The sentence "We have had the house painted" contains the causative verb "HAVE" in its present perfect form. A causative verb is used when the subject (one person) "activates" another (second person) to do something. The subject does not perform the action himself but rather "causes" another person to do it for him. As in your sample sentence, the subject "WE" did not do the painting themselves but they asked somebody else to do the painting for them.
Thus, "have had" in your sentence can be labeled as follows:
HAVE (Aux Verb - for present perfect) + HAD (Main Verb - past form of "have")
If we were to conjugate the verb in the different tenses, it would appear as follows:
PRESENT: We HAVE the house painted every year.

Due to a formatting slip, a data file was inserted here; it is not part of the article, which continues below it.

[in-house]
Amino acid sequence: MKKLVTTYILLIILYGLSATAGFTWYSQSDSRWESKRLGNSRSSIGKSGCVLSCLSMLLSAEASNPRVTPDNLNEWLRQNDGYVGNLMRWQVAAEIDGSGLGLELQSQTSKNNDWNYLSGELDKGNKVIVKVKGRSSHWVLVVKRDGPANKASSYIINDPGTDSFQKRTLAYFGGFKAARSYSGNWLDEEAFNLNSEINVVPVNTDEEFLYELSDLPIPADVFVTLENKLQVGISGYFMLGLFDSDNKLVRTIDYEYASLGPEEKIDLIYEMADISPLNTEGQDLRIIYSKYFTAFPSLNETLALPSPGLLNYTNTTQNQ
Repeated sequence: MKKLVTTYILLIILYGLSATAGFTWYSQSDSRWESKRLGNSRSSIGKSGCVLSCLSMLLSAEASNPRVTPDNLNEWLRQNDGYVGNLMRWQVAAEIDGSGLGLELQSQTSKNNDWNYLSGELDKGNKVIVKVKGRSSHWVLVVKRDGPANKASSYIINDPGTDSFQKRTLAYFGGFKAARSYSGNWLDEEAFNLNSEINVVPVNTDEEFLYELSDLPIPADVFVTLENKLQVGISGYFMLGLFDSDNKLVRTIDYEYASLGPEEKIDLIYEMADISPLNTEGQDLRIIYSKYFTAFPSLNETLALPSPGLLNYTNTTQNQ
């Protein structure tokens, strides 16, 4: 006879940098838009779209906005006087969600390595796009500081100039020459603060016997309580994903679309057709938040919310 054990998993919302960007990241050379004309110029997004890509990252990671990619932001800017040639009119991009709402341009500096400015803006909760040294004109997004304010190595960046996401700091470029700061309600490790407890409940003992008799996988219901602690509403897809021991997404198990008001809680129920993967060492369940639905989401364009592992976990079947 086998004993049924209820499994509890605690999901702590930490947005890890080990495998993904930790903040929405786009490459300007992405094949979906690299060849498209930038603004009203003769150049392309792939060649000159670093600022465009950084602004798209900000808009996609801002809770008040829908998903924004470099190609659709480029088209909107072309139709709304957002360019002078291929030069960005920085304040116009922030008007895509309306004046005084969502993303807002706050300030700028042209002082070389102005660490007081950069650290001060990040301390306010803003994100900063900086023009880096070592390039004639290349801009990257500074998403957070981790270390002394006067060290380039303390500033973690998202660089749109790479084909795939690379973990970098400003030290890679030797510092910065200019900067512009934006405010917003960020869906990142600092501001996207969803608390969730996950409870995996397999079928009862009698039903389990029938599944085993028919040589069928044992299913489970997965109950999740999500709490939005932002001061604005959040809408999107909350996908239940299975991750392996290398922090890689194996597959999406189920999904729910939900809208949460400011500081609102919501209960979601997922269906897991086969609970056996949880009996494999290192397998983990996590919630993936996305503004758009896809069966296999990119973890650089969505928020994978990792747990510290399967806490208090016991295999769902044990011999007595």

PAST: We HAD the house painted last year.
FUTURE: We WILL HAVE the house painted next year.
PRESENT PROG: We ARE HAVING the house painted right now.
PAST PROG: We WERE HAVING the house painted when it rained.
FUTURE PROG: We WILL BE HAVING the house painted next week.
PRESENT PERFECT: We HAVE HAD the house painted red and green once.
PAST PERFECT: We HAD HAD the house painted red and green already before she decided to choose blue and yellow.
FUTURE PERFECT: We WILL HAVE HAD the house painted by the time he gets back from his trip to Europe.
As to the word "painted," yes it is a verb in the past participle form, not functioning as an adjective, but as a verb in the passive voice. If we were to identify the DOER in your sentence as follows, it would clearly show that "painted" is not descriptive.
We have had the house painted BY THE CONTRACTOR.
I hope the above explanation helps. I recommend Berlitz' English Verb Handbook as a reference for the nitty-gritties of English verbs. :)